Wisconsin dairy farmers, milk processors and business partners comprise the DBA, with the aim of boosting the state’s dairy community. They gathered with state lawmakers on April 10 for a Dairy Day at the Capitol.
The DBA outlined plans to discuss: water quality challenges, opportunities for nutrient trading, a driver permit for non-citizens, funding dairy research and addressing long-term transportation funding. It also announced its budget priorities.
Chad Zuleger, associate director of government affairs for DBA, said ahead of the meetings, “This is our opportunity to share real-life experiences from the farm and other dairy businesses that will inform lawmakers as they make decisions on legislation. It’s critical that policymakers understand the challenges facing the dairy community and the solutions that will lead to stability and long-term success.”
Gov. Tony Evers and Brad Pfaff, the state agriculture secretary designee, spoke to about 50 attendees, who then split up and “visited 46 offices for individual discussions with 69 of the state’s 132 lawmakers or their staffs to explain the real-world needs of today’s dairy farmers and related businesses,” according to the DBA.
John Holevoet, director of government affairs for DBA, said, “These types of lobbying efforts — with members taking center stage — go the furthest in opening the eyes and ears of lawmakers as they make decisions that affect day-to-day life in the dairy community. This is a critical time to get in front of state leaders as they work through the budget-making process.”
Water quality and nutrient trading
Wisconsin has water quality challenges, and agriculture contributes to them. To address this, the DBA said it has been working with farmer-led conservation initiatives in Wisconsin for the last few years. It also wants to target additional funds to help implement performance standards, like ones already enacted in the eastern part of the state.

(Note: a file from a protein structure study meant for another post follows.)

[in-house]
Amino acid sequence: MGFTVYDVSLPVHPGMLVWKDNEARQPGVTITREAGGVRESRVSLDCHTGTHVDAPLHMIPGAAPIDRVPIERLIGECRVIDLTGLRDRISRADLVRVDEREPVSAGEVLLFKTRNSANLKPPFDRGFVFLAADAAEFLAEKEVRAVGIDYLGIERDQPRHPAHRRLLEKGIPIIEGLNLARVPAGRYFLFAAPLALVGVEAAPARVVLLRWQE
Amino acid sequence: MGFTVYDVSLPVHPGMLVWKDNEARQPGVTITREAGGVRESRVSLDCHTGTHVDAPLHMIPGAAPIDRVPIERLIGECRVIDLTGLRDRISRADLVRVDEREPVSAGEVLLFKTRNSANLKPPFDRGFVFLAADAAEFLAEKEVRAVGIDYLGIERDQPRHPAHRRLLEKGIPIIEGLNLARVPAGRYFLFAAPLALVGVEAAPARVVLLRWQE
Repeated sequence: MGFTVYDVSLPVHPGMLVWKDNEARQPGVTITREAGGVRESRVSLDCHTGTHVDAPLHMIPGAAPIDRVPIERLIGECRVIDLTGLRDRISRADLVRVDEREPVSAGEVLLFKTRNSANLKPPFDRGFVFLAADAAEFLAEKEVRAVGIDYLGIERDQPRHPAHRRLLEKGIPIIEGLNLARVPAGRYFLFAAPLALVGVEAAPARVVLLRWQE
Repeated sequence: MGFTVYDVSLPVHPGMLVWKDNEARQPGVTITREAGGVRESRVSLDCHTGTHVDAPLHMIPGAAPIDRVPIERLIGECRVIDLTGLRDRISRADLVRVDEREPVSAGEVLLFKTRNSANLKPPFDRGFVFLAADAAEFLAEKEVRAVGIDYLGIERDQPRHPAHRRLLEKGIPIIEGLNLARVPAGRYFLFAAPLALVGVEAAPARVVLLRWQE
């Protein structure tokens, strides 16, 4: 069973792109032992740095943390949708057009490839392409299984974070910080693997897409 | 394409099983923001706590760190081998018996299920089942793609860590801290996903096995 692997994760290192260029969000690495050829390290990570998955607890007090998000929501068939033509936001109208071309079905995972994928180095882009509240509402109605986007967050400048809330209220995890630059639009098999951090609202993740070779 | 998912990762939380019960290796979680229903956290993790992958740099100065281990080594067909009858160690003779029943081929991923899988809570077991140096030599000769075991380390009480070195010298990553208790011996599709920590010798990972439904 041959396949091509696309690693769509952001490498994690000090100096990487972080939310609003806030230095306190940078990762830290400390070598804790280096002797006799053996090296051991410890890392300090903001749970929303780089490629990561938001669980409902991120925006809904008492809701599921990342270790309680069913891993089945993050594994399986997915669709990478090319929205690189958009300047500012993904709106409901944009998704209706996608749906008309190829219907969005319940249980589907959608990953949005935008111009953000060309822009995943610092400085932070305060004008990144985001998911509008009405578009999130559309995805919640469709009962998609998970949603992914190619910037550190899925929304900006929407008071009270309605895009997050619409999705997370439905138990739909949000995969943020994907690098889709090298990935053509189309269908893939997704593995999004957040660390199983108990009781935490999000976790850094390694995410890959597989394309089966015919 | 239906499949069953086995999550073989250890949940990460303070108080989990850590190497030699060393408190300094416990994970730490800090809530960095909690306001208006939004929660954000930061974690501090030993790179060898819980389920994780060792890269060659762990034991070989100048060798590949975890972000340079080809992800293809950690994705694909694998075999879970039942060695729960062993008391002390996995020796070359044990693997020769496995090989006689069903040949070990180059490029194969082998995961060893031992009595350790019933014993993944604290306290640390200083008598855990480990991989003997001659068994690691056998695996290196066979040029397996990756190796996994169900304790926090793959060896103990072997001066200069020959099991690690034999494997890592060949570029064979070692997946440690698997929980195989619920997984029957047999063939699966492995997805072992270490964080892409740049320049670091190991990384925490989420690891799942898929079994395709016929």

The DBA is hoping to “fund programs for rural wells that will provide immediate relief for people with unclean water while providing the agricultural community with time to address long-term solutions.” It also advises “a common-sense approach to improve the rules governing well construction and septic systems.”
In its proposal, the DBA notes that nutrient trading could be used to reduce the amount of phosphorus and other nutrients that reach surface and groundwater, similar to the effects of carbon trading. But regulatory changes are needed to make this trading easier and more popular.
Senate Bill 91 has been proposed with bipartisan support, the DBA recommends that be passed as soon as possible to make nutrient trading possible.
A drivers card, dairy research and transport funding
The DBA is calling for the creation of a unique driver’s card for non-citizen motorists, calling it a public safety issue for those farmers who follow all applicable laws regarding hiring, but still lack documentation for employees to drive legally.
“It is also an economic development issue. Wisconsin already faces a serious labor shortage, and this problem is the worst in rural parts of the state. We need all the workers we can get to keep our economy growing,” DBA said.
The organization also advocated for The University of Wisconsin System as a global leader in dairy research, and how the Dairy Innovation Hub is the best way to leverage the System in the face of dairy’s rough economic times.
According to the DBA, the Hub is “a multi-campus, multi-disciplinary initiative to hire top-level young researchers in the areas of land/water stewardship, human health/nutrition, animal welfare and rural business/community development.”
It proposed Wisconsin’s annual investment in the Hub be $7.9m, which is less than 0.02% of the nearly $44bn the dairy community generates each year for the state’s economy.
Finally, the DBA is looking for ‘sound and sustainable’ ways to pay for state transportation projects. It said that many rural roads near dairy farms are deteriorating and cannot handle modern farm equipment’s size, and farmers and processors depend on these roads every day.
It said that Wisconsin needs to increase revenue for overall transportation funds, and also expressed concerned about continuing high levels of borrowing. It worries that these problems can unfairly pit farmers against local governments if not addressed.